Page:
1. Lift Generating Darrieus “Eggbeater” Rotor Blade Profile Shape, Airfoil Shape, Rotor blade Angle, and Rotor Blade Offset contributing to positive rotation

2. Push Generating Strut Integrated Savonius Scoops, Savonius Trailing Edge and Savonius Rotor Blade Offset during the Darrieus Lift “Stall” phases of the blade (1 on the windward side, 1 one the leeward side) contributing to positive rotation

3. Centripetal Forward Rotation Preservation via Weighted Rotor Blade Centers , outside diameter Weighted caps, cowlings, cross flow balancing and shear control limiting center rotor blade mounted SBVGs “Sub Boundary Vortex Generators” (which keeps the rotor blade stable in accelerations, limiting vibration which will disrupt aerodynamic lift performance if allowed),  and a generator set housing flywheel combined with a generator set housing driven wheel raceway, all designed to preserve forward rotation.

4. Wide RPM range Capable Low Cost Generator Sets with skewed magnets and/or coils to reduce cogging at early startup and in low and medium winds, yet still well within their NP “Nameplate” limits at the top speed of the wind turbine rotor.

5. Aerodynamic Assisted Braking Capabilities providing generator set burnout protection via regulation of the rotor system top rpm 10% within the limits of the generator set NP Nameplate.

These 5 key features of Starwind5 Optiflow tm are what deliver 50-65% of the value in the LCOE equation to create best in class AEP, however none of it would be possible without Feature #5 , Aerodynamic Assisted Braking Capabilities, which we have added to Starwind5 based on what we learned from the Darwind5 Field Tests (five of them)  performed in June of 2012.

The basic Aerodynamic Darrieus Lift and Savonius push features found in Darwind5 are the same in Starwind5, so at Starwind5 we know our real world field test data (see Darwind5 on Gizmag) are a key part shaping Starwind5’s evolved design and improved aerodynamic performance (Cp) and we have built on that Darwind5 break through performance discovery with improvements in Features #3 & #4, and now we have added the all new Feature #5, which finally, inexpensively and reliably solves the braking challenge (burnout protection) which all VAWTS and HAWTS have faced in the past and still face today (addressed with costly electro-mechanical braking, per our previous post).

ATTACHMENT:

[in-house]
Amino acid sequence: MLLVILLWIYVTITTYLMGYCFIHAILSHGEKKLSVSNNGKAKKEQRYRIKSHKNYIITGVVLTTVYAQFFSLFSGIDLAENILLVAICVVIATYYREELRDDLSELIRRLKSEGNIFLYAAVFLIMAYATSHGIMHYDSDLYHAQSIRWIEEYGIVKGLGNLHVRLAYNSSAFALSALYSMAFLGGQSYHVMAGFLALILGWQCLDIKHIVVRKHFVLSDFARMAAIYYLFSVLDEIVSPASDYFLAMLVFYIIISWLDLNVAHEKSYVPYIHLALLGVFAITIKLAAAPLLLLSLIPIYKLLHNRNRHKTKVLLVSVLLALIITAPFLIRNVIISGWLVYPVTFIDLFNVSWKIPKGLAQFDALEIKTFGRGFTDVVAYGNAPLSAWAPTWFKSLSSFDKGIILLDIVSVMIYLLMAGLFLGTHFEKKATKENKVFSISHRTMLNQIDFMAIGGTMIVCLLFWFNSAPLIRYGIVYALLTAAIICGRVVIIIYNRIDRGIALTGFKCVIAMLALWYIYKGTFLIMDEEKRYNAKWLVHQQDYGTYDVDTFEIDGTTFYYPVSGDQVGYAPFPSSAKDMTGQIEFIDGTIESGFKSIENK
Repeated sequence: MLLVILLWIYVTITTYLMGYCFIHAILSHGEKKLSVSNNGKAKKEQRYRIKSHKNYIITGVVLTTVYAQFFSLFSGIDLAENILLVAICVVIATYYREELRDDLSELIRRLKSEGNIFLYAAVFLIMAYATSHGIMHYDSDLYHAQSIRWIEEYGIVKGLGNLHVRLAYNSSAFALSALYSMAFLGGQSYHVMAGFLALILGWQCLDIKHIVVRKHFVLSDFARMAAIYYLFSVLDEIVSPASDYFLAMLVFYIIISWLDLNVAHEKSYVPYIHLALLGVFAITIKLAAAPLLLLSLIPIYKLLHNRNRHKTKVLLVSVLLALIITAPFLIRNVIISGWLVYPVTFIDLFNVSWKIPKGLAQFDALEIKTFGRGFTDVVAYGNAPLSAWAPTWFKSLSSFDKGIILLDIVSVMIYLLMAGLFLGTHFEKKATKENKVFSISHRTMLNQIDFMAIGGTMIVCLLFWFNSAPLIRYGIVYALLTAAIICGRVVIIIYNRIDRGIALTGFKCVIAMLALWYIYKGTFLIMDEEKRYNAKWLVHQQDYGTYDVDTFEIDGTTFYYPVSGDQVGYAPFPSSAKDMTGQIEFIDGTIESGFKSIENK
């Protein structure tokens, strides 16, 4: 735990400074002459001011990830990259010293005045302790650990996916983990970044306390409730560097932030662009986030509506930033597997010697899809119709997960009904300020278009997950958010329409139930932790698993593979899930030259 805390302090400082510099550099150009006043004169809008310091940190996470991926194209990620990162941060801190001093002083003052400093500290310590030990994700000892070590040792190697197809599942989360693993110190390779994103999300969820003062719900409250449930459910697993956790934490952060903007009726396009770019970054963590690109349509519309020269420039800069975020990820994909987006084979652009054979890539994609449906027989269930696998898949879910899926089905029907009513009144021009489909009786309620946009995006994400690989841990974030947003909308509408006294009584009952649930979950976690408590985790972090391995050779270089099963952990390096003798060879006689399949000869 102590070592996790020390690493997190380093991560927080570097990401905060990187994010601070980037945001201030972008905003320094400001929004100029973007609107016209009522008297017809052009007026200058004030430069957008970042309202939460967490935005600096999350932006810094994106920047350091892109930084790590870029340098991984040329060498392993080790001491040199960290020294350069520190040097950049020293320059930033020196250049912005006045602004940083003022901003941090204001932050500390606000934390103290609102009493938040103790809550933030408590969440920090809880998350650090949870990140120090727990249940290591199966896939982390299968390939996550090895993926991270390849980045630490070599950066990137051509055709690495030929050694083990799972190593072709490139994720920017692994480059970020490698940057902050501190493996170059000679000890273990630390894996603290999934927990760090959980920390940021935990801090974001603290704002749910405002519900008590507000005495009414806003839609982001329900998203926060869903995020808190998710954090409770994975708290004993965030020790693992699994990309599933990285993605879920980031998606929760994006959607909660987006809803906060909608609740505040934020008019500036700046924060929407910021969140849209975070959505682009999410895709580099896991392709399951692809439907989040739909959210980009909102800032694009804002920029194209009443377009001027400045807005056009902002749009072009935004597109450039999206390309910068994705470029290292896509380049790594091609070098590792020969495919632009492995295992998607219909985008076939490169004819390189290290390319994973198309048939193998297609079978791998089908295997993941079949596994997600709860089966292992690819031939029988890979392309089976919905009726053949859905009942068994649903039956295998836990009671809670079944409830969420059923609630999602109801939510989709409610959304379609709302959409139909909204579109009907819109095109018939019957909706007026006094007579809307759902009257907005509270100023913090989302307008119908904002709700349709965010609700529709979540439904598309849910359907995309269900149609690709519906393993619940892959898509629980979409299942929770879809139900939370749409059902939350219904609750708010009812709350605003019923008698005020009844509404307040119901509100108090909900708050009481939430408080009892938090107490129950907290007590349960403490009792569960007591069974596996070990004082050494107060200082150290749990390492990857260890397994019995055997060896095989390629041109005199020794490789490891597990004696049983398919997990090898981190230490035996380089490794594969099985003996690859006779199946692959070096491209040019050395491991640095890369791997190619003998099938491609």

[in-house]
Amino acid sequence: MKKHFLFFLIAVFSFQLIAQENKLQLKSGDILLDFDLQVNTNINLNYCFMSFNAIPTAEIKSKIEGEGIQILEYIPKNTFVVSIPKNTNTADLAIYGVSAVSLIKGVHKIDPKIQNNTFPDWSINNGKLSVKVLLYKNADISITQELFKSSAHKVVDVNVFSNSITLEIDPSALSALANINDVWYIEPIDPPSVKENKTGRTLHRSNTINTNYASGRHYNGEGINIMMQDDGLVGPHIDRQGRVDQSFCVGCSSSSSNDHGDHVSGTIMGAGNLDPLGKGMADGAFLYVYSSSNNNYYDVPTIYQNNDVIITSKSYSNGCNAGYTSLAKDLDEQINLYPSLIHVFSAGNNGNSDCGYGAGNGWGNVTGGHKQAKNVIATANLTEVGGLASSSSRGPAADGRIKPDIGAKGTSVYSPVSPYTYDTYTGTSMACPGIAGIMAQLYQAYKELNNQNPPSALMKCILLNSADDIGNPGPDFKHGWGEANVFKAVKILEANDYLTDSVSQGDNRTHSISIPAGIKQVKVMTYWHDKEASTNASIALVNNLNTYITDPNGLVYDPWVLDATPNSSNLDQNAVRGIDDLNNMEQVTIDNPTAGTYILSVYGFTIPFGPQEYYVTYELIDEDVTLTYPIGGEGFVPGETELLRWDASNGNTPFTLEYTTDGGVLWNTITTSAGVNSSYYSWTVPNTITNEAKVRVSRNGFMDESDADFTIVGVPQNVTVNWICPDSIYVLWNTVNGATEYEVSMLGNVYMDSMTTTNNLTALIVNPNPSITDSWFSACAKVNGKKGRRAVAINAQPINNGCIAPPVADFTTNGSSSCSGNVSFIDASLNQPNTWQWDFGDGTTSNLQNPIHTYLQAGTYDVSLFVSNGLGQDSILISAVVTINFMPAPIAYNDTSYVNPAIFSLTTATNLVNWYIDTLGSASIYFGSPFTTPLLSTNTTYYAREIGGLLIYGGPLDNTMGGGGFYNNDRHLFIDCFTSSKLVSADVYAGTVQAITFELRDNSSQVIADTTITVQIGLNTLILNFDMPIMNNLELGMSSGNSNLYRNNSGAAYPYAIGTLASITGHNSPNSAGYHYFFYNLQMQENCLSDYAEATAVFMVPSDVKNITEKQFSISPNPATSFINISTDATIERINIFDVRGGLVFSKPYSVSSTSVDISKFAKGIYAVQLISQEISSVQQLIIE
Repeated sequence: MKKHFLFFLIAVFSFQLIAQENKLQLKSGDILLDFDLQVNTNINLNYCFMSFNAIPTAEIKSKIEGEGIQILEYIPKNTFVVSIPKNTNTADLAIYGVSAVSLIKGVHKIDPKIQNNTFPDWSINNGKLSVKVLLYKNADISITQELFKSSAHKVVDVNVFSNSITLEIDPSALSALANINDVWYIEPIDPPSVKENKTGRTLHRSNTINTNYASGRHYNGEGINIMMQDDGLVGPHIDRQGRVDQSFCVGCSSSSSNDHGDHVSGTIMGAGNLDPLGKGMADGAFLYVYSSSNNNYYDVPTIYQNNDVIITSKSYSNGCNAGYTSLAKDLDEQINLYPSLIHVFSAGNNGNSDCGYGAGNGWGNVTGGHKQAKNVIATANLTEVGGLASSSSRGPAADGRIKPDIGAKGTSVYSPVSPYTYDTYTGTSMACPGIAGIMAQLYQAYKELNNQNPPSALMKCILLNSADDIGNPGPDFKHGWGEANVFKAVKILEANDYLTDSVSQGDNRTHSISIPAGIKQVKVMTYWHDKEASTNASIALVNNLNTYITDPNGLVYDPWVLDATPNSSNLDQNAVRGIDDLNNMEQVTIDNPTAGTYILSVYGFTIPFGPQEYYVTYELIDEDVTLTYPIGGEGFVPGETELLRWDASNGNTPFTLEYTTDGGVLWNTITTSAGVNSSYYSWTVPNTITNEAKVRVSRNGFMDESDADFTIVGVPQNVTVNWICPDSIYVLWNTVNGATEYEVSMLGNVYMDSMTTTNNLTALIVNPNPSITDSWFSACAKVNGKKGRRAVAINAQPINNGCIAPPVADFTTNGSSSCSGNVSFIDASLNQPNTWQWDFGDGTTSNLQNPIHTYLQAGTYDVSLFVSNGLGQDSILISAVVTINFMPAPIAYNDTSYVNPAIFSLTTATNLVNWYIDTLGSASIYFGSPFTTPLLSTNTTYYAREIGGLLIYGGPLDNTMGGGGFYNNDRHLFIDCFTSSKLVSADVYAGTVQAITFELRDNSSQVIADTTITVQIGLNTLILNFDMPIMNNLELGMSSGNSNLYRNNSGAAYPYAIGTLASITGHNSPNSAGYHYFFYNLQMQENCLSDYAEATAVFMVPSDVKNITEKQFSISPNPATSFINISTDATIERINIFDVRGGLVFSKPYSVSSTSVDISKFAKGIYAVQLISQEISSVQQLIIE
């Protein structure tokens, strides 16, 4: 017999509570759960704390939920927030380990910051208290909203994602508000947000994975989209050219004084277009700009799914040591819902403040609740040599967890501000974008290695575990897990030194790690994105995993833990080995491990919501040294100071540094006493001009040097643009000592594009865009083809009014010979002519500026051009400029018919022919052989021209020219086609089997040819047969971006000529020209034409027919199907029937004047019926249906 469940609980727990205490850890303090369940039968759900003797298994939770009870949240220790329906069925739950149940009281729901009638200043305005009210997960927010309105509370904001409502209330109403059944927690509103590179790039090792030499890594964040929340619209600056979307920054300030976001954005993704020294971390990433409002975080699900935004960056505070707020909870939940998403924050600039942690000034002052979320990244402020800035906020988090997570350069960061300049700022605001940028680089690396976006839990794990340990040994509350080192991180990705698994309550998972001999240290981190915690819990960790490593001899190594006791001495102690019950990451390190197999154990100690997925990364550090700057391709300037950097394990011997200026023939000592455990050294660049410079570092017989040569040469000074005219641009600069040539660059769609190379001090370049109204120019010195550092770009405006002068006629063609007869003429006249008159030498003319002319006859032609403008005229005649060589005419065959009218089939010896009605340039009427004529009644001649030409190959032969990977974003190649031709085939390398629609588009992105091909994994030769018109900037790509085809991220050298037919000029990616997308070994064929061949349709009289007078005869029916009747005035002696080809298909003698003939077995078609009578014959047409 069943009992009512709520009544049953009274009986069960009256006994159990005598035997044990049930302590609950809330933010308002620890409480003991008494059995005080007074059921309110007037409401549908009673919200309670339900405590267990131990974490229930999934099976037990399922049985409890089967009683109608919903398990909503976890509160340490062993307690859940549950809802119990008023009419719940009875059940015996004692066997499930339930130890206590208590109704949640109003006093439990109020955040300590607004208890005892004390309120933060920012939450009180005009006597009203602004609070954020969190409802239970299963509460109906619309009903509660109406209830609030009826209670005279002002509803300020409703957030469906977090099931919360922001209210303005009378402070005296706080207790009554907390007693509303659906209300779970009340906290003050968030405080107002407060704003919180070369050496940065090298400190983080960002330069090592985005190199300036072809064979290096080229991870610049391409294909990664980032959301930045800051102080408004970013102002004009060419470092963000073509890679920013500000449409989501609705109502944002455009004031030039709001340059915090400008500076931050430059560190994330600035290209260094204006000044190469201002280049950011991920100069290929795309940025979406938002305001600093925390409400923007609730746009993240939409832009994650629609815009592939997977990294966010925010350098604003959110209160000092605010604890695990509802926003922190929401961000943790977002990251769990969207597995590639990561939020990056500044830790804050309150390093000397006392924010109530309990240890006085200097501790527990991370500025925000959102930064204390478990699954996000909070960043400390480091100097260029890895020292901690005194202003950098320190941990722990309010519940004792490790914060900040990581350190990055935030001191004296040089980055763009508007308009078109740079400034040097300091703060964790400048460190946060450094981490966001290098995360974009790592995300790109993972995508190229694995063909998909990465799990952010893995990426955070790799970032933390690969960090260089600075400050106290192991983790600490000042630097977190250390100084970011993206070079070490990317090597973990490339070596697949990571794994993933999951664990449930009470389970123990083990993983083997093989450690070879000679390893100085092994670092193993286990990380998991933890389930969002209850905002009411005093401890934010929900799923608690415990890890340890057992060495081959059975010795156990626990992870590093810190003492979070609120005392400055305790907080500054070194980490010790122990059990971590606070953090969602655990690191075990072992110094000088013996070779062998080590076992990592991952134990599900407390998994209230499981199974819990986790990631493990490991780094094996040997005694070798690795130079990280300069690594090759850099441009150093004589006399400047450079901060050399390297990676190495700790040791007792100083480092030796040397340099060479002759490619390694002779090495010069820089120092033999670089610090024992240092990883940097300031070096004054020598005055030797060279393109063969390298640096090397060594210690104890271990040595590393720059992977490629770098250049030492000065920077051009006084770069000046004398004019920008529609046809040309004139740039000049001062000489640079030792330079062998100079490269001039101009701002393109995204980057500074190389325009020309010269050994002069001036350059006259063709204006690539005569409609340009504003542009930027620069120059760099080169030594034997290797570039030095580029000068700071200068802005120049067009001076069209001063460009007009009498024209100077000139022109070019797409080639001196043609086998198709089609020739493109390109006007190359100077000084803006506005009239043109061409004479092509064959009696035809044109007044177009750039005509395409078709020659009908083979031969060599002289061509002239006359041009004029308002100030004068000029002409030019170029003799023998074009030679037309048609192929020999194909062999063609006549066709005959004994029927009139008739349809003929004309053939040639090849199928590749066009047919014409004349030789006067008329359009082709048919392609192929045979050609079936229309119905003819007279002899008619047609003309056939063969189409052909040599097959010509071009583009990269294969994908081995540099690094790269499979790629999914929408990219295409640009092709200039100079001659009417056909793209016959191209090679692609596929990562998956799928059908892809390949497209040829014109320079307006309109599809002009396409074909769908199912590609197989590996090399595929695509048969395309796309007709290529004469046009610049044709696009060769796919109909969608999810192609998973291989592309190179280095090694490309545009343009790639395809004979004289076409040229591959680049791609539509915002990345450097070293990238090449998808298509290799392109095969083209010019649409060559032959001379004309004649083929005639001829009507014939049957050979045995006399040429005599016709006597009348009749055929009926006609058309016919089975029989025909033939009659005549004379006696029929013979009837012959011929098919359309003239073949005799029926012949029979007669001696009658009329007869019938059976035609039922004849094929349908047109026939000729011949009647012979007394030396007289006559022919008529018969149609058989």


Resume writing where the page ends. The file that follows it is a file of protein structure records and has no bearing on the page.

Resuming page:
Generally Starwind5 Optiflow tm Aerodynamic Assisted Braking is achieved as follows:

1- Managed  Generator Set Cooling Air Intake and Exhaust – using the internal flow resistance (in the form of air pressure) to slow wind turbine forward rotation in outside wind speeds over 15 m/s by driving  internal airflow through the filtered air intake which is then passed over the gensets (to meet cooling requirements)  where the waste heated air flow is then passed through the  genset housing exhaust blower and out the sidewall lip and the floor pan exhaust holes,  assisted by he driven wheel fan spokes,  where some of the same heated  airflow is blown into and up the  interior of the rotor blades and out through the top cowling, and also up and around both sets of bearings on the inside of the floating shaft and out through the cap.

2. Managed Air Cross Flow Eddies off the Rotor Blade Mounted Savonius Scoop Fairing : at high speeds starting at 15 m/s the shedding eddies coming of the surface of the flexible (formed to be concave at these +15 m/s speeds)  become large and elongated, creating more turbulent and less stable airflow for the succeeding rotor blade both upstream (ino the wind) and downstream(with the wind) at TSRs (Tip Speed Ratios) higher than 2.5 (this means the rotor center is moving 2.5X faster than the current wind speed). This Savonius Scoop Fairing generated  shedding eddy turbulence reduces the Darrieus Lift factor of the succeeding rotor blade airfoil shape, which dynamically slows the forward rotation of the rotor blade system, whereby 21 m/s  the Starwind5 rotor system meets maximum rpm and where,

3. Dynamic Solidity Sizing  to Throttle Air Cross Flow Pass Through the Five Blade Rotor System: reduces the amount of Darrieus lift surface exposed  on each rotor blade thereby reducing forward rotation. Essentially the faster the Rotor Blade System spins, the more solid it’s  3D shape  becomes on the top and bottom of  what is essentially an  ellipsoid (like an egg solid shape) , where the Air Cross Flow is redirected around the top and bottom of the 3D shape and now throw and over those top and bottom portions of the blade. Interestingly the horizontal load characteristics only increase marginally, which means the kN  “Kilo Newton” loads which need to be supported by the tower or pole on which the Starwind5 are mounted are actually 35% less than HAWTS (which spin to become a solid disk) and straight blade VAWTS (Gyromills which become a solid can, with lots of drag on the straight vertical surfaces and  on the top and bottom tips of these blades). What this means is that Starwind5 tower costs are 50% less than any other competitor producing the same amount of power. (Competitor towers must be larger, taller, with more material, and bigger foundations, with more labor costs attached.)

High Five for Starwind5!

It’s been a long design, engineering and test road we have been down as it has taken much time and $$$ to develop  Starwind5’s Aerodynamic Assisted Braking Capabilities, and yes, we have indeed relied on the latest VAWT simulation tools (QBlade from TU Berlin, is worth a mention here, see our previous post on Wake management and Turbine spacing)  to help us determine Cp performance and AEP  layered on top of existing field data from Darwind5.

The Good news is, Starwind5’s latest simulation results for Starwind5 Optiflow tm have been excellent (including our wake analysis which sees Starwind5 deliver best in class power/hectare with very tight spacing). The results have confirmed our LCOE and AEP targets,  so now it’s time to bring Starwind5 to market to help our partners and end users  reap the benefits of best in class AEP and LCOE.

Exciting times ahead!!